Horse & Hound|May 28, 2020
PEOPLE hunt for all kinds of reasons, but how many go out with the sole purpose of focusing on the hounds? How many are there in the general hunting community for whom horses, fences, socialising and all the extraneous aspects of the sport are merely white noise?
Amateur whippers-in are a breed apart, enjoying as much involvement as they can with the hounds without actually hunting them. They relish the opportunity to take an active part in the day, accepting that it takes a level of commitment above the norm.
Many of them are appalled by the thought of hunting in the field – far too noisy, you can’t hear or see what’s going on – and happily confess that they would stop hunting altogether if that was all that was available to them.
“I would have been quite wealthy if I hadn’t hunted,” laughs John Cranage, who has been amateur whipper-in at the Sinnington for 30 seasons, whipping-in to a total of seven huntsmen. Unlike many, John has done the job professionally, when he was first whipper-in at the Cambridgeshire for two seasons as a young man.
“Having worked as a professional, I see my position as a serious job,” he reflects. “And I try to achieve that standard.”
What is it that makes him turn out twice a week, every week all through the winter?
“I go to help produce a day’s sport, the enjoyment of watching the hounds, the puppies progressing. The older ones that can still hold the line when the others are struggling. You’re going to see that when you whip-in and that doesn’t change now that we are trail-hunting.”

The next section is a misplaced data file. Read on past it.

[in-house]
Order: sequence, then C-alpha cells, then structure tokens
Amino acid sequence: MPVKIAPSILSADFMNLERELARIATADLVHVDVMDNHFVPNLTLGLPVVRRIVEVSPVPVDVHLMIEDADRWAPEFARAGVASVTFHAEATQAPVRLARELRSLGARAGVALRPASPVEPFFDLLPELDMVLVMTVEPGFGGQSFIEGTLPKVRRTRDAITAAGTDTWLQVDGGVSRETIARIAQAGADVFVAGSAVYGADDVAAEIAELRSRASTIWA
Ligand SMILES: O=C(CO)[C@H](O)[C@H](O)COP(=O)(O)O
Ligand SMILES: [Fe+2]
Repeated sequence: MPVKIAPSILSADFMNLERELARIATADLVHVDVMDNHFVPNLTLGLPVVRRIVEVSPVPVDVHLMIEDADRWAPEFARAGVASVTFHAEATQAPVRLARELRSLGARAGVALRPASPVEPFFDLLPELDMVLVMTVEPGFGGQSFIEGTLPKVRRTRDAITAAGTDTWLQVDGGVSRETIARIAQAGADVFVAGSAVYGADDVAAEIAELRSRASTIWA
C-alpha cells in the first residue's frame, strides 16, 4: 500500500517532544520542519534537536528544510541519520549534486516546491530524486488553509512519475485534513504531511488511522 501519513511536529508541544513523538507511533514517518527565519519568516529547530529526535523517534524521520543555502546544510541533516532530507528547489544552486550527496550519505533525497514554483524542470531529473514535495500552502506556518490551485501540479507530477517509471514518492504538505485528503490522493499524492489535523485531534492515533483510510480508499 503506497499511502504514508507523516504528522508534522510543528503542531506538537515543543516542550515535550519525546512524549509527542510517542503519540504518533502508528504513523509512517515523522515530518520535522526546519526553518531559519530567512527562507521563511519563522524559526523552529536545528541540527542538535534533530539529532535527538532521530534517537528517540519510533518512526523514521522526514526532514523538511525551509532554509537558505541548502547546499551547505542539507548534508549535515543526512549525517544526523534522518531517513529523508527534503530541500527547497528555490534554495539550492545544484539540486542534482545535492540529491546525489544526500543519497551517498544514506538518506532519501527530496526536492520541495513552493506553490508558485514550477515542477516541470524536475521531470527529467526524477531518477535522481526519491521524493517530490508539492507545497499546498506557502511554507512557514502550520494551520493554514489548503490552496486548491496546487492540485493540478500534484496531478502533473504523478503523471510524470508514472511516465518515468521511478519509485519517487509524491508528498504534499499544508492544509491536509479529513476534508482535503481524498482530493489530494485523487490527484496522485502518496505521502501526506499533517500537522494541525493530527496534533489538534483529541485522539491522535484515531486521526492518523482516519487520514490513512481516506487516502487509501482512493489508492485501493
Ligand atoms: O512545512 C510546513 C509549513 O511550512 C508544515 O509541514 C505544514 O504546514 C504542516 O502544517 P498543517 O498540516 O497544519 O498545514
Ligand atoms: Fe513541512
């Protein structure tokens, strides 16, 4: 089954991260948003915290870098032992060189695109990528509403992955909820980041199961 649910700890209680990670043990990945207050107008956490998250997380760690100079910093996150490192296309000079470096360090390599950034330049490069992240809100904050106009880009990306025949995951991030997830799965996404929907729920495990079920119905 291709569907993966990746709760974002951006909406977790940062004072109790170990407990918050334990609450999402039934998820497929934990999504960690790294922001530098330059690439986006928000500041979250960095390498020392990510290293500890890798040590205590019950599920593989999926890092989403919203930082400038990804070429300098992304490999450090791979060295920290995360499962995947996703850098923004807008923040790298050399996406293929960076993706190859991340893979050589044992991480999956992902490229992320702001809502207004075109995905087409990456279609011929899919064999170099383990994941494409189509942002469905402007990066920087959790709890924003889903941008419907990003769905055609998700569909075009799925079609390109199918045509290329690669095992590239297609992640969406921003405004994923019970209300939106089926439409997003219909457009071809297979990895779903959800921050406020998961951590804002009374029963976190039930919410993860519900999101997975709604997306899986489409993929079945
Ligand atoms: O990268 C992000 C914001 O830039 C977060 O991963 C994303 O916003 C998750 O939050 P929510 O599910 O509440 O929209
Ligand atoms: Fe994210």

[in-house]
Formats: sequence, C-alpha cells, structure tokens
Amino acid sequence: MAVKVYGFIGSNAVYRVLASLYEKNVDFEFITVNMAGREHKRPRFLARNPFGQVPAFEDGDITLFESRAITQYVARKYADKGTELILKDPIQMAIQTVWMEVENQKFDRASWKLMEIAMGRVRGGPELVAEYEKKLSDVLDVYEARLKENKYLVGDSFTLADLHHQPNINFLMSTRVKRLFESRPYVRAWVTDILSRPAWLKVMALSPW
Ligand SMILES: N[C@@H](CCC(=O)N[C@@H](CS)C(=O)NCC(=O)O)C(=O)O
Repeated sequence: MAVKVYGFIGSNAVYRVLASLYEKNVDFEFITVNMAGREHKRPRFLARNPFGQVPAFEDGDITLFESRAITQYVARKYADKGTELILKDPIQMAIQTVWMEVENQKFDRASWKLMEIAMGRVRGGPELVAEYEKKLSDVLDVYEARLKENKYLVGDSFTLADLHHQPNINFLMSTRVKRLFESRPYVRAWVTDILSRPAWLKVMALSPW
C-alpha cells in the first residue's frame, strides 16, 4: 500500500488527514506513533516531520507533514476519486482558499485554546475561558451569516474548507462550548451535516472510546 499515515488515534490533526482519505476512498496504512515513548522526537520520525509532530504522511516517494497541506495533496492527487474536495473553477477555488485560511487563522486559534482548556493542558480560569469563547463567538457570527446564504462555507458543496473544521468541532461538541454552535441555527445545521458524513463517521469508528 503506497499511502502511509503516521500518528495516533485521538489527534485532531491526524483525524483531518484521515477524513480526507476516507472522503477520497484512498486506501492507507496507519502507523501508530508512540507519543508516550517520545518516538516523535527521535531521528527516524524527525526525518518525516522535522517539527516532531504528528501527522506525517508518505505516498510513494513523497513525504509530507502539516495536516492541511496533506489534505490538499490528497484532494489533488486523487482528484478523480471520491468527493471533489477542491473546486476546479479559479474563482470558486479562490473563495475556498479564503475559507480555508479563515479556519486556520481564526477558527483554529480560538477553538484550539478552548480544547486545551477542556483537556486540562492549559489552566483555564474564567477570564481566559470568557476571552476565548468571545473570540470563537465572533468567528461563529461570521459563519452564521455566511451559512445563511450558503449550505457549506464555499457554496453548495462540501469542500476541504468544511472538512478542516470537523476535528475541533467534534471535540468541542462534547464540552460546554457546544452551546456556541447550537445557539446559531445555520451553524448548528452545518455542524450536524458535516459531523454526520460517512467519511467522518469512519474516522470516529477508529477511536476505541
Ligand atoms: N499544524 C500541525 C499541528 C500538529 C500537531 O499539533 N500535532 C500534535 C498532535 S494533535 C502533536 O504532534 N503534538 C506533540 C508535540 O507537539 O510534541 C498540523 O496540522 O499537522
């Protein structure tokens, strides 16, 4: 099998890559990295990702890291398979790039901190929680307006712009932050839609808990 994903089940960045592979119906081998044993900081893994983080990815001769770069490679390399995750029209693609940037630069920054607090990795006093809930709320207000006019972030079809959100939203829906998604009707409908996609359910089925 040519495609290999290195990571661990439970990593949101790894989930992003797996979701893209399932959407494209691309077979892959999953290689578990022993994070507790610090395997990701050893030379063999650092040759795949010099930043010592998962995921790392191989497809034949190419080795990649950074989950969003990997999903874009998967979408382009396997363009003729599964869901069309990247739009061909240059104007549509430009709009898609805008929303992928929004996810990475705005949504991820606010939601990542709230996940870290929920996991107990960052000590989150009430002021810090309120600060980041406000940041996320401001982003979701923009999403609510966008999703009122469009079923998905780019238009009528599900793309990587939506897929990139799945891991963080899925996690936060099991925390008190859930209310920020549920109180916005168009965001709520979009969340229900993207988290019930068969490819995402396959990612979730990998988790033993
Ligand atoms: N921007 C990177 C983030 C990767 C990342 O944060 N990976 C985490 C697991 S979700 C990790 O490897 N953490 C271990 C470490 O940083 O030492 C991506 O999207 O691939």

Like so many who do this job, all the other aspects of a day’s hunting pale into insignificance.
John reports, “When I get home, my wife Jane will say, ‘Who was out and did you see so and so?’ But I don’t look, I might see two people in passing but basically you’re oblivious to everything but the hounds.”
“I WAS PROBABLY MORE OF A NUISANCE”
HOLLY WYBERGH may not have been doing the job as long as John, but her view is the same; hunting would not be hunting if she wasn’t whipping-in. She grew up hunting with the Cumberland Farmers when her father, Peter, was master.
“I always whipped-in to Dad,” she says. “I remember having my 13hh pony up on the lorry with him. I was probably more of a nuisance to begin with.”
Holly’s father gave up the mastership when Holly left home to go to university and they both went to hunt with the Coniston. It was at a joint-meet with the Teme Valley in the latter’s country that Holly remembers seeing a Cumberland Farmers’ bitch that had been drafted there.
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May 28, 2020